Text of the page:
• Three letters of reference
  • A professional resume

All materials must be submitted directly to the Graduate School along with your graduate school application. For additional information, please contact the School of Communication at 330-972-7600, or the Graduate Coordinator

Related Links


Courses

Program Requirement

A Master of Arts in Communication requires successful completion of 36 graduate credit hours. Student must maintain a 3.0 GPA to remain in the program and to graduate.

Currently, the School of Communication embraces a cohort system in our graduate program. A cohort is defined as a group of students who begin a program of study together, proceed together through a series of developmental experiences in the context of that program of study, and end the program at approximately the same time (Saltiel & Russo, 2001). First year classes are foundational and preparatory for subsequent courses in students' primary area of study. Cohorts offer a stimulating and intellectually challenging environment, while promoting a sense of community. Research shows that students who participate in a cohort-based program have higher graduation rates, a greater understanding of their academic domain, and the ability to better plan their degrees, due to the structured order of courses.

Core Courses: 12 credits

  • 7600:600 Introduction to Graduate Study in Communication (3 credits)
  • Two Methods Courses (6 credits – select 2)
    • 7600:602 Qualitative Methods in Communication
    • 7600:603 Quantitative Methods in Communication
    • 7600:670 Communication Criticism
  • One Theory Course (3 credits – select 1)
    • 7600:624 Survey of Communication Theory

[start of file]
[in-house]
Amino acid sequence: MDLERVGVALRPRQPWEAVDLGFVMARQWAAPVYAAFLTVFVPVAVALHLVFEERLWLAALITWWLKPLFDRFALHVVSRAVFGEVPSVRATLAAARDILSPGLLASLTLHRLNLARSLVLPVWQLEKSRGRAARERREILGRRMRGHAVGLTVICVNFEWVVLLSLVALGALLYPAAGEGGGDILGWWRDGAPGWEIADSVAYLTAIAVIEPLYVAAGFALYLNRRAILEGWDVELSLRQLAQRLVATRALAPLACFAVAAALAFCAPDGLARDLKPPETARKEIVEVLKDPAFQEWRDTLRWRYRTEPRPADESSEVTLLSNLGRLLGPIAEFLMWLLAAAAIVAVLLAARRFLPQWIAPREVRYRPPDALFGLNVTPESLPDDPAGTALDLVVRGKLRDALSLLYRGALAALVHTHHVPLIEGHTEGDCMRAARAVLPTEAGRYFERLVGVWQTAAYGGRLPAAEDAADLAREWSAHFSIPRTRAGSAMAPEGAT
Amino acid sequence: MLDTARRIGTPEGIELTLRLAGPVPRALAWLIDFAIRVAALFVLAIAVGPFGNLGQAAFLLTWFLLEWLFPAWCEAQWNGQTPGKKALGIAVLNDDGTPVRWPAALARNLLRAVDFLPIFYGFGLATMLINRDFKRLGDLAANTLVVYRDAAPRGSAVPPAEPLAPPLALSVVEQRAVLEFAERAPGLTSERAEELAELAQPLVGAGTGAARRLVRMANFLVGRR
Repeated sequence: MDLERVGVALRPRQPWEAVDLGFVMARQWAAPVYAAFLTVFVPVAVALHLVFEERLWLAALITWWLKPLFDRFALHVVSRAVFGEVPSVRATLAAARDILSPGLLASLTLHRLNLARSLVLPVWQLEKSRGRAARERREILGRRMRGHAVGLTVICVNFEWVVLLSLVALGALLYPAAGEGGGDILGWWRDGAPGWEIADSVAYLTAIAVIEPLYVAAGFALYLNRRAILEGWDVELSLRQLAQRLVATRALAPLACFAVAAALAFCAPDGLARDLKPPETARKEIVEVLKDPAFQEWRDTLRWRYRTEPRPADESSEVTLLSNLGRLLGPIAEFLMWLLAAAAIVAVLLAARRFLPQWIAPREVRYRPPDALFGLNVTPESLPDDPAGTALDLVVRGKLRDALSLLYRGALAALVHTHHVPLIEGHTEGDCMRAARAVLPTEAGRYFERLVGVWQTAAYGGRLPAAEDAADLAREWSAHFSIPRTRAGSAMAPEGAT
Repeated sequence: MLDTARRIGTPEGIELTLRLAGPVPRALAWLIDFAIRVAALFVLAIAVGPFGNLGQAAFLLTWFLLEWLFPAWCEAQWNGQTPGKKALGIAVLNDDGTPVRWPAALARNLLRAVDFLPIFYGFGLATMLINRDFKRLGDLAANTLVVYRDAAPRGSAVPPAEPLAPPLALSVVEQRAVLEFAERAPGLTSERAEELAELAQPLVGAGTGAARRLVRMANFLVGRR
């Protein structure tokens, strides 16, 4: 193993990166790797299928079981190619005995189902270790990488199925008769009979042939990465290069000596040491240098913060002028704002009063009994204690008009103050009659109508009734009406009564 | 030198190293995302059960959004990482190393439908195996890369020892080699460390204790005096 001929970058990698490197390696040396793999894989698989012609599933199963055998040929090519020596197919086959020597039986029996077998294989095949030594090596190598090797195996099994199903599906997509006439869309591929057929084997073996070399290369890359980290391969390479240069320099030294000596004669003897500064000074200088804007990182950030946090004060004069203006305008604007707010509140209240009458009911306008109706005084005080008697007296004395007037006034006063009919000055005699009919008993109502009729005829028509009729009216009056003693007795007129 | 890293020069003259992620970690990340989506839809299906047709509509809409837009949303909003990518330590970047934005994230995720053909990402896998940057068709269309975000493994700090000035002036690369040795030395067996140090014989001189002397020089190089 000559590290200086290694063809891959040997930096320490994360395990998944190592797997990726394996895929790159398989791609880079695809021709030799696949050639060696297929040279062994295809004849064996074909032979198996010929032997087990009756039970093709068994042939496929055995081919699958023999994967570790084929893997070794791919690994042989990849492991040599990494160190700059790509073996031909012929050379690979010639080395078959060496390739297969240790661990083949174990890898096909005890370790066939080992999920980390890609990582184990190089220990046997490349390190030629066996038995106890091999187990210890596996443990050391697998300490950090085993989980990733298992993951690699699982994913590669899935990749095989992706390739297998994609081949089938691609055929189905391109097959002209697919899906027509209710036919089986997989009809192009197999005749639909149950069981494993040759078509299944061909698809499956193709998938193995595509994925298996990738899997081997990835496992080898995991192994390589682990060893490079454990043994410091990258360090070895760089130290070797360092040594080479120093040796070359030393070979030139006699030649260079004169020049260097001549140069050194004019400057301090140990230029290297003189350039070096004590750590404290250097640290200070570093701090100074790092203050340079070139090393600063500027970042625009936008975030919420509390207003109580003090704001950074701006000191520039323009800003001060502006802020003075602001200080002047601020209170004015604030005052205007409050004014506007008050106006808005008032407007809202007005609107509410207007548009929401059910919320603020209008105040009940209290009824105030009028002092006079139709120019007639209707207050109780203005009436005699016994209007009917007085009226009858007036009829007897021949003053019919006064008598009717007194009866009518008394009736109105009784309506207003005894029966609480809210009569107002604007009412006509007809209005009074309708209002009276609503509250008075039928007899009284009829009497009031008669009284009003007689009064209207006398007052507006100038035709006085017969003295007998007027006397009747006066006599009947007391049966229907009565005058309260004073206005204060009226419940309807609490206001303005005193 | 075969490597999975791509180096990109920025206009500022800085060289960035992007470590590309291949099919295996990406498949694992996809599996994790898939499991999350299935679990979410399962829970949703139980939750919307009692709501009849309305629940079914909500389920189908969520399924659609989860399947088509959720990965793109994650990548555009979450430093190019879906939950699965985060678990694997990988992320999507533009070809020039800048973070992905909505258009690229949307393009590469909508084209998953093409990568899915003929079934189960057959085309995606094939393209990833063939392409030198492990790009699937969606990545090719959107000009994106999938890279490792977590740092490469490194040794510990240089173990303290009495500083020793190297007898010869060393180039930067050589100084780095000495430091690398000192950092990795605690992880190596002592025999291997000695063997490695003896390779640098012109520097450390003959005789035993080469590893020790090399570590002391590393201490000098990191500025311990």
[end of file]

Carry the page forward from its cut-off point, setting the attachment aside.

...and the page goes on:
• 7600:625 Theories of Mass Communication

Elective Courses: 18-24 credits

Graduation Options: 0 or 6 credits

  • Thesis (6 credits)
  • Comprehensive Exam (0 credit)
Recent Elective Offering
  • Communication & Conflict
  • Communication Pedagogy
  • Contemporary Public Relations
  • Intercultural Communication
  • Journalism and Media Management
  • Organizational Communication
  • Social Media Theories and Practice
  • Strategic Social Media Marketing
  • Training Methods in Communication

Suggested Guideline for Master Program of Study

2-Year Thesis Option

Suggested Guideline for Masters Program of Study
2-Year Plan – Thesis Option (36 Credits)

The First Year

Fall Semester: (9 credits)
  • 7600: 600 Introduction to Graduate Study
  • 7600: 624 Survey of Communication Theory
  • 7600: 625 Theories of Mass Communication

Complete the program of study; select the thesis committee chair; and decide the thesis topic

 Spring Semester: (9 credits)

  • 7600: 602 Qualitative Methods in Communication
  • 7600: 603 Quantitative Methods in Communication
  • 7600: 6XX Context Course (Comm/Media/PR)

Complete and defend the thesis prospectus

The Second Year

Fall Semester: (9 credits)

  • 7600: 670 Communication Criticism
  • 7600: 6XX Context Course (Comm/Media/PR)
  • 7600: 699 Thesis (3 credits)

Submit a completed draft to the thesis committee chair

 Spring Semester: (9 credits)

  • 7600: 6XX Context Course (Comm/Media/PR)
  • 7600: 6XX Context Course (Comm/Media/PR)
  • 7600: 699 Thesis (3 credits)

Complete and defend the thesis

2-Year Comprehensive Exam Option

Suggested Guideline for Masters Program of Study
2-Year Plan – Comprehensive Exam Option (36 Credits)

The First Year

Fall Semester: (9 Credits)

  • 7600: 600 Introduction to Graduate Study
  • 7600: 624 Survey of Communication Theory
  • 7600: 625 Theories of Mass Communication